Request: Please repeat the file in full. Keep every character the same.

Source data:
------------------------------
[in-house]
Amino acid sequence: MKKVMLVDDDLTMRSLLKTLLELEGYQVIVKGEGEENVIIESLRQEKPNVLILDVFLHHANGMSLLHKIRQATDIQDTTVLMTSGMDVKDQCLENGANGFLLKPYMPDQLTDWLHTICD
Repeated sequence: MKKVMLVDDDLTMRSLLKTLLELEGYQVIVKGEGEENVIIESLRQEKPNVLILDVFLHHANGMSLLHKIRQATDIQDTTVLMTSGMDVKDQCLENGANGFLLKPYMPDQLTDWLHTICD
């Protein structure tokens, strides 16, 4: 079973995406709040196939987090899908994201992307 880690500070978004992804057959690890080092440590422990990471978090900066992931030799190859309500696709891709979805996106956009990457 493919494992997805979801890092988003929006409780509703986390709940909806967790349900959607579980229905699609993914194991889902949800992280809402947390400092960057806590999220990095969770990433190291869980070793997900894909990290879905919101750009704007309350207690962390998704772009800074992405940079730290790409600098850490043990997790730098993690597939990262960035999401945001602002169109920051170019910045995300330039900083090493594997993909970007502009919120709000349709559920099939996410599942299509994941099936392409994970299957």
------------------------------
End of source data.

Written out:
[in-house]
Amino acid sequence: MKKVMLVDDDLTMRSLLKTLLELEGYQVIVKGEGEENVIIESLRQEKPNVLILDVFLHHANGMSLLHKIRQATDIQDTTVLMTSGMDVKDQCLENGANGFLLKPYMPDQLTDWLHTICD
Repeated sequence: MKKVMLVDDDLTMRSLLKTLLELEGYQVIVKGEGEENVIIESLRQEKPNVLILDVFLHHANGMSLLHKIRQATDIQDTTVLMTSGMDVKDQCLENGANGFLLKPYMPDQLTDWLHTICD
């Protein structure tokens, strides 16, 4: 079973995406709040196939987090899908994201992307 880690500070978004992804057959690890080092440590422990990471978090900066992931030799190859309500696709891709979805996106956009990457 493919494992997805979801890092988003929006409780509703986390709940909806967790349900959607579980229905699609993914194991889902949800992280809402947390400092960057806590999220990095969770990433190291869980070793997900894909990290879905919101750009704007309350207690962390998704772009800074992405940079730290790409600098850490043990997790730098993690597939990262960035999401945001602002169109920051170019910045995300330039900083090493594997993909970007502009919120709000349709559920099939996410599942299509994941099936392409994970299957």